Florence Moore Hall

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Florence Moore Hall - Stanford University
Florence Moore Hall Courtyard, Catwalks - Stanford University

Florence Moore Hall is an undergraduate dormitory at Stanford University.[1] Designed by Milton Pflueger[note 1] in 1956, Florence Moore Hall was initially a women's dormitory.[3][4] The dorm made headlines for its cost of $2.6 million, of which $1 million was donated by Florence Moore[3] (two other smaller nearby student houses are named after her husband, Robert S. Moore). The hall consists of seven 3-story buildings, Alondra, Cardenal, Faisan, Gavilan, Loro, Mirlo, and Paloma (all Spanish names for birds), organized around a cafeteria, courtyard, and central offices. In addition to being connected on the first floor by the cafeteria, the seven buildings were once connected by a network of catwalks.[5] They were removed during renovation in the summer of 2013.

Over the years, Florence Moore has flipped back and forth from having some all female buildings and some all male buildings, but today (2016), all seven buildings are co-ed. Alondra is a freshmen only dorm, while Cardenal, Faisan, Gavilan, Loro, and Paloma are four-class. Mirlo is all upperclasmen. Flo Mo, as it is known to some, is best known for is rooms' wall to wall windows, for its dining hall's availability of ice cream at every meal (with up-to eight different flavors at any given time), and for East Florence Moore Hall (Cardenal, Faisan, and Alondra) being the site of Structured Liberal Education (SLE).[1]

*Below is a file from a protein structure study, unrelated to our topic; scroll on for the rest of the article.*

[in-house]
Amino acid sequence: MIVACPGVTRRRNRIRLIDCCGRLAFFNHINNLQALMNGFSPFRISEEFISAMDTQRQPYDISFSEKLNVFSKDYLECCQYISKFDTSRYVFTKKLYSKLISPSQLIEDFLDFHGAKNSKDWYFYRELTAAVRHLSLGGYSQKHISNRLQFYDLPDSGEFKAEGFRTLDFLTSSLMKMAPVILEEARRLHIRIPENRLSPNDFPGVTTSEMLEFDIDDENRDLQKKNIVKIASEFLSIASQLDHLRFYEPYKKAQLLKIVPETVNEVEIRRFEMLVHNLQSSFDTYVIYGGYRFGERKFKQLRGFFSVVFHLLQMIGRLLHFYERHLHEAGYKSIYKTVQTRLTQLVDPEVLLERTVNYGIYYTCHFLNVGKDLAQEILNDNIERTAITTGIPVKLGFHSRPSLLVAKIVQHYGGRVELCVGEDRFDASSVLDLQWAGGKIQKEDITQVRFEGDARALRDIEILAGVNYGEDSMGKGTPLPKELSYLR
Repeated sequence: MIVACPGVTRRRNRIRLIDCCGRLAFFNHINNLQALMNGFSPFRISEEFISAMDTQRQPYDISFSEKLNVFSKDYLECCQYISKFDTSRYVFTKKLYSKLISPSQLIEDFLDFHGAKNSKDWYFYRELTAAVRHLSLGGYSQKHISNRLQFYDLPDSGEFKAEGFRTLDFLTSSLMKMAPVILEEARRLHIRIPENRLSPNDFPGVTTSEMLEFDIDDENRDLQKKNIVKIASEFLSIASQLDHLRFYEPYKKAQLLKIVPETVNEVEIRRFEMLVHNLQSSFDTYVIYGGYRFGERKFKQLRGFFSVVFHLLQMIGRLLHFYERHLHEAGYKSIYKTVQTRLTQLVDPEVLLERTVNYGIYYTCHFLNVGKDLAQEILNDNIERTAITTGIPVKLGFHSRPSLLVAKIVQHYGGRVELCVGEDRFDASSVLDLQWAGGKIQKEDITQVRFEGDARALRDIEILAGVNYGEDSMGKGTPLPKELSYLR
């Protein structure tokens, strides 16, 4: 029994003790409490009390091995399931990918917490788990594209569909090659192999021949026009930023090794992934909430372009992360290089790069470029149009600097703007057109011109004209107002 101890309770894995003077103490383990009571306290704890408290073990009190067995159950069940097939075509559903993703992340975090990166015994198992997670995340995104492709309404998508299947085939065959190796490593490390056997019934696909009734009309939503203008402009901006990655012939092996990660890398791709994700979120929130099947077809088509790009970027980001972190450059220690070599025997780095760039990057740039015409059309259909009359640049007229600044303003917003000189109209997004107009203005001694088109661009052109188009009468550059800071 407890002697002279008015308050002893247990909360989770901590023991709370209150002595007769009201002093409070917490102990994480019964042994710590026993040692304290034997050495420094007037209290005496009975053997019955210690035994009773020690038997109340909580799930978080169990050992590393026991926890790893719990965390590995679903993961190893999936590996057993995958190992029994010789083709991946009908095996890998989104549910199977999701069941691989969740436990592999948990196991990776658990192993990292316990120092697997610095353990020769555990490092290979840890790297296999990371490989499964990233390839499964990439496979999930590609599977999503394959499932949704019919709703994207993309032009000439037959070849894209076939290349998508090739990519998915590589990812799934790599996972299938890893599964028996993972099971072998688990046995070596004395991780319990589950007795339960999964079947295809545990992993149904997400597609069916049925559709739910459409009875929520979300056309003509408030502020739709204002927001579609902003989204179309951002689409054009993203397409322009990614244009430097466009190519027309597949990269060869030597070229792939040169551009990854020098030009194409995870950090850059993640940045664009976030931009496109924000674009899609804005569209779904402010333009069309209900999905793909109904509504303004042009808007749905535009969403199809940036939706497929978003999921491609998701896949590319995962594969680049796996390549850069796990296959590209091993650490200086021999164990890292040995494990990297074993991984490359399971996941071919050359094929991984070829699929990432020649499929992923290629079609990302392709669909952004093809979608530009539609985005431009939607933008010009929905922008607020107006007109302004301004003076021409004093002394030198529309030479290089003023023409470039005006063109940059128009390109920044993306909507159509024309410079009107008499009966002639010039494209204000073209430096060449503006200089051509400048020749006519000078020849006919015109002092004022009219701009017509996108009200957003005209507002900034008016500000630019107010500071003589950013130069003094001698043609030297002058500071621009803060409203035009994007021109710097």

Notes[edit]

  1. ^ Martin Pflueger was the younger brother of Timothy L. Pflueger and his successor in the architectural firm that his brother ran. Besides Florence Moore Hall, Martin Pflueger also was the major designer for Holy Names University.[2]

References[edit]

  1. ^ a b "Florence Moore Hall". Residential & Dining Enterprises. Stanford University. Retrieved 27 September 2016. 
  2. ^ "Milton T. Pflueger, College of the Holy Names architect". Holy Names University. 9 December 2012. Retrieved 27 September 2016. 
  3. ^ a b "She who shaped Flo-Mo". Stanford Daily. 23 January 2012. Retrieved 27 September 2016. 
  4. ^ "Florence Moore Hall Will Open For Women In Fall". Stanford Daily. 9 August 1956. p. 1. Retrieved 27 September 2016. 
  5. ^ Smith, Josee (12 March 2013). "Catwalks at FloMo to be removed this summer". Stanford Daily. Retrieved 27 September 2016. 

External links[edit]